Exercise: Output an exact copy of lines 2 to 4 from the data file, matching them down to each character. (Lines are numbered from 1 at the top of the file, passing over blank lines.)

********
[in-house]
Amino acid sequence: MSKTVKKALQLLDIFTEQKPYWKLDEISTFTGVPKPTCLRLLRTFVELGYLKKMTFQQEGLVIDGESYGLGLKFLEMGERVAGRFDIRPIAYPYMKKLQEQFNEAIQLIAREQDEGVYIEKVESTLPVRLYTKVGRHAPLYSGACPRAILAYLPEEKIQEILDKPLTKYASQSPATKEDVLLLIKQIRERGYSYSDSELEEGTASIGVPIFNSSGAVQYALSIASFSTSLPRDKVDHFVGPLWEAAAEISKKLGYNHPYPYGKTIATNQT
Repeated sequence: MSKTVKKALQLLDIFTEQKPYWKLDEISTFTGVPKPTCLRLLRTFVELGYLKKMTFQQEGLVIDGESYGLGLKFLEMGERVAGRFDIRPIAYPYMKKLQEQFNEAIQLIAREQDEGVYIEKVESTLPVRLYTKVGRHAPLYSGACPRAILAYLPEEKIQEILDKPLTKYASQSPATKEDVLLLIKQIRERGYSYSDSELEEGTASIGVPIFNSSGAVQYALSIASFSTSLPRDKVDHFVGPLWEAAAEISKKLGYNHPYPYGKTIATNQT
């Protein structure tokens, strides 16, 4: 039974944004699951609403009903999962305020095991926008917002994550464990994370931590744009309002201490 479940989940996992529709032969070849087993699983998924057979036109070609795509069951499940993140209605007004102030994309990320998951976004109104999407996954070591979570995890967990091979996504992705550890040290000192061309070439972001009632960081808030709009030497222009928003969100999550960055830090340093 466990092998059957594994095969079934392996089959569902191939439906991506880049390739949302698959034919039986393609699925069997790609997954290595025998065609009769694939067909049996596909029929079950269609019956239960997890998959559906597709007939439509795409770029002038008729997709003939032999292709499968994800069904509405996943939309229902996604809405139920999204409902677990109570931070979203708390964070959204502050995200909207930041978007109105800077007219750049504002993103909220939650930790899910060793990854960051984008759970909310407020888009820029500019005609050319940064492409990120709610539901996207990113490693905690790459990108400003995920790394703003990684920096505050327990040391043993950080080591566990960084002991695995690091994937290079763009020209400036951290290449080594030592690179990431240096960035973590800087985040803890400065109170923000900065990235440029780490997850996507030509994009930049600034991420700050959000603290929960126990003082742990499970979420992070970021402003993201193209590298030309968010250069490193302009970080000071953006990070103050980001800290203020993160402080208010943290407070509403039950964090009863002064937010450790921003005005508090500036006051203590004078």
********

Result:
Amino acid sequence: MSKTVKKALQLLDIFTEQKPYWKLDEISTFTGVPKPTCLRLLRTFVELGYLKKMTFQQEGLVIDGESYGLGLKFLEMGERVAGRFDIRPIAYPYMKKLQEQFNEAIQLIAREQDEGVYIEKVESTLPVRLYTKVGRHAPLYSGACPRAILAYLPEEKIQEILDKPLTKYASQSPATKEDVLLLIKQIRERGYSYSDSELEEGTASIGVPIFNSSGAVQYALSIASFSTSLPRDKVDHFVGPLWEAAAEISKKLGYNHPYPYGKTIATNQT
Repeated sequence: MSKTVKKALQLLDIFTEQKPYWKLDEISTFTGVPKPTCLRLLRTFVELGYLKKMTFQQEGLVIDGESYGLGLKFLEMGERVAGRFDIRPIAYPYMKKLQEQFNEAIQLIAREQDEGVYIEKVESTLPVRLYTKVGRHAPLYSGACPRAILAYLPEEKIQEILDKPLTKYASQSPATKEDVLLLIKQIRERGYSYSDSELEEGTASIGVPIFNSSGAVQYALSIASFSTSLPRDKVDHFVGPLWEAAAEISKKLGYNHPYPYGKTIATNQT
């Protein structure tokens, strides 16, 4: 039974944004699951609403009903999962305020095991926008917002994550464990994370931590744009309002201490 479940989940996992529709032969070849087993699983998924057979036109070609795509069951499940993140209605007004102030994309990320998951976004109104999407996954070591979570995890967990091979996504992705550890040290000192061309070439972001009632960081808030709009030497222009928003969100999550960055830090340093 466990092998059957594994095969079934392996089959569902191939439906991506880049390739949302698959034919039986393609699925069997790609997954290595025998065609009769694939067909049996596909029929079950269609019956239960997890998959559906597709007939439509795409770029002038008729997709003939032999292709499968994800069904509405996943939309229902996604809405139920999204409902677990109570931070979203708390964070959204502050995200909207930041978007109105800077007219750049504002993103909220939650930790899910060793990854960051984008759970909310407020888009820029500019005609050319940064492409990120709610539901996207990113490693905690790459990108400003995920790394703003990684920096505050327990040391043993950080080591566990960084002991695995690091994937290079763009020209400036951290290449080594030592690179990431240096960035973590800087985040803890400065109170923000900065990235440029780490997850996507030509994009930049600034991420700050959000603290929960126990003082742990499970979420992070970021402003993201193209590298030309968010250069490193302009970080000071953006990070103050980001800290203020993160402080208010943290407070509403039950964090009863002064937010450790921003005005508090500036006051203590004078």